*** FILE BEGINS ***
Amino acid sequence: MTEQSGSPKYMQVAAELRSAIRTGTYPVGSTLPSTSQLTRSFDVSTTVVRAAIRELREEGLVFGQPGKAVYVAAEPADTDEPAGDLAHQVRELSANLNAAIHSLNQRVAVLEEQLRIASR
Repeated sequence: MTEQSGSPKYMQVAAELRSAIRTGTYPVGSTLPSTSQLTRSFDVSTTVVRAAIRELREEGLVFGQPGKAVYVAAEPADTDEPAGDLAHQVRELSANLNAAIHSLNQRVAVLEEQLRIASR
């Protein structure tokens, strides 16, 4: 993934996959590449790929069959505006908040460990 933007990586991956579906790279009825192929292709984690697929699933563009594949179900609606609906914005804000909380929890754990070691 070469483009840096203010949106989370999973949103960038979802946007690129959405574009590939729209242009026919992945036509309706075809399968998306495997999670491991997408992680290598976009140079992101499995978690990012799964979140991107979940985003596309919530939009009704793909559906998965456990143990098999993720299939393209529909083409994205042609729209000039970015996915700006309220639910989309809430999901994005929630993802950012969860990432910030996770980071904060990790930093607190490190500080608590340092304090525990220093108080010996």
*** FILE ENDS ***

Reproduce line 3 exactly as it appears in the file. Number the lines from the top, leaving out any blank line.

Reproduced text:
């Protein structure tokens, strides 16, 4: 993934996959590449790929069959505006908040460990 933007990586991956579906790279009825192929292709984690697929699933563009594949179900609606609906914005804000909380929890754990070691 070469483009840096203010949106989370999973949103960038979802946007690129959405574009590939729209242009026919992945036509309706075809399968998306495997999670491991997408992680290598976009140079992101499995978690990012799964979140991107979940985003596309919530939009009704793909559906998965456990143990098999993720299939393209529909083409994205042609729209000039970015996915700006309220639910989309809430999901994005929630993802950012969860990432910030996770980071904060990790930093607190490190500080608590340092304090525990220093108080010996």